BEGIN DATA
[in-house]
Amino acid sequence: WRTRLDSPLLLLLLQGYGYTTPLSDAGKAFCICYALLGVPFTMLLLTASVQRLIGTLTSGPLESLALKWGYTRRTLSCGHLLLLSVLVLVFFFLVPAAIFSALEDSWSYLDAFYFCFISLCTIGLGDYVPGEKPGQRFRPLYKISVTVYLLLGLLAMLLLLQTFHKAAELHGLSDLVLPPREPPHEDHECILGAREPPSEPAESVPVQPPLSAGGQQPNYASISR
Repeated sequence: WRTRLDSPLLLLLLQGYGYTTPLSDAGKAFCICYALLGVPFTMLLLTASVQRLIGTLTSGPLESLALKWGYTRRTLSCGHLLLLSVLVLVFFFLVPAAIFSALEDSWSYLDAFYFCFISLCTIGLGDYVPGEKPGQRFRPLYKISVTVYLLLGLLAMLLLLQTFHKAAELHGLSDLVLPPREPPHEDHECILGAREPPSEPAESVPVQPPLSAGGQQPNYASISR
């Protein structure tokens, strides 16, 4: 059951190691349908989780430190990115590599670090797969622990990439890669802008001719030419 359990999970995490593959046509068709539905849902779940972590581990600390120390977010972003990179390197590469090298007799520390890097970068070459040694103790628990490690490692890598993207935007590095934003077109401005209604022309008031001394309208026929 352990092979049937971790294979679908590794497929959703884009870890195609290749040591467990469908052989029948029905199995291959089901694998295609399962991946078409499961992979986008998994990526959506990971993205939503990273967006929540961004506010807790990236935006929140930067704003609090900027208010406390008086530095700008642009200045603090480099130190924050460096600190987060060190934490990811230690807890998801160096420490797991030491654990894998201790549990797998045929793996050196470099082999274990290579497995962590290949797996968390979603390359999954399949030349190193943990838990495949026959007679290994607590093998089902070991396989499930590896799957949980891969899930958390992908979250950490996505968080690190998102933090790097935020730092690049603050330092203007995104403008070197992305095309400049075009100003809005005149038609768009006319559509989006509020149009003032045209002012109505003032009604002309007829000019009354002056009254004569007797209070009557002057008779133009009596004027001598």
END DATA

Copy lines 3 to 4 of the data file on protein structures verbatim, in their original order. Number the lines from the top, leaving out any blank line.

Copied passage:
Repeated sequence: WRTRLDSPLLLLLLQGYGYTTPLSDAGKAFCICYALLGVPFTMLLLTASVQRLIGTLTSGPLESLALKWGYTRRTLSCGHLLLLSVLVLVFFFLVPAAIFSALEDSWSYLDAFYFCFISLCTIGLGDYVPGEKPGQRFRPLYKISVTVYLLLGLLAMLLLLQTFHKAAELHGLSDLVLPPREPPHEDHECILGAREPPSEPAESVPVQPPLSAGGQQPNYASISR
């Protein structure tokens, strides 16, 4: 059951190691349908989780430190990115590599670090797969622990990439890669802008001719030419 359990999970995490593959046509068709539905849902779940972590581990600390120390977010972003990179390197590469090298007799520390890097970068070459040694103790628990490690490692890598993207935007590095934003077109401005209604022309008031001394309208026929 352990092979049937971790294979679908590794497929959703884009870890195609290749040591467990469908052989029948029905199995291959089901694998295609399962991946078409499961992979986008998994990526959506990971993205939503990273967006929540961004506010807790990236935006929140930067704003609090900027208010406390008086530095700008642009200045603090480099130190924050460096600190987060060190934490990811230690807890998801160096420490797991030491654990894998201790549990797998045929793996050196470099082999274990290579497995962590290949797996968390979603390359999954399949030349190193943990838990495949026959007679290994607590093998089902070991396989499930590896799957949980891969899930958390992908979250950490996505968080690190998102933090790097935020730092690049603050330092203007995104403008070197992305095309400049075009100003809005005149038609768009006319559509989006509020149009003032045209002012109505003032009604002309007829000019009354002056009254004569007797209070009557002057008779133009009596004027001598």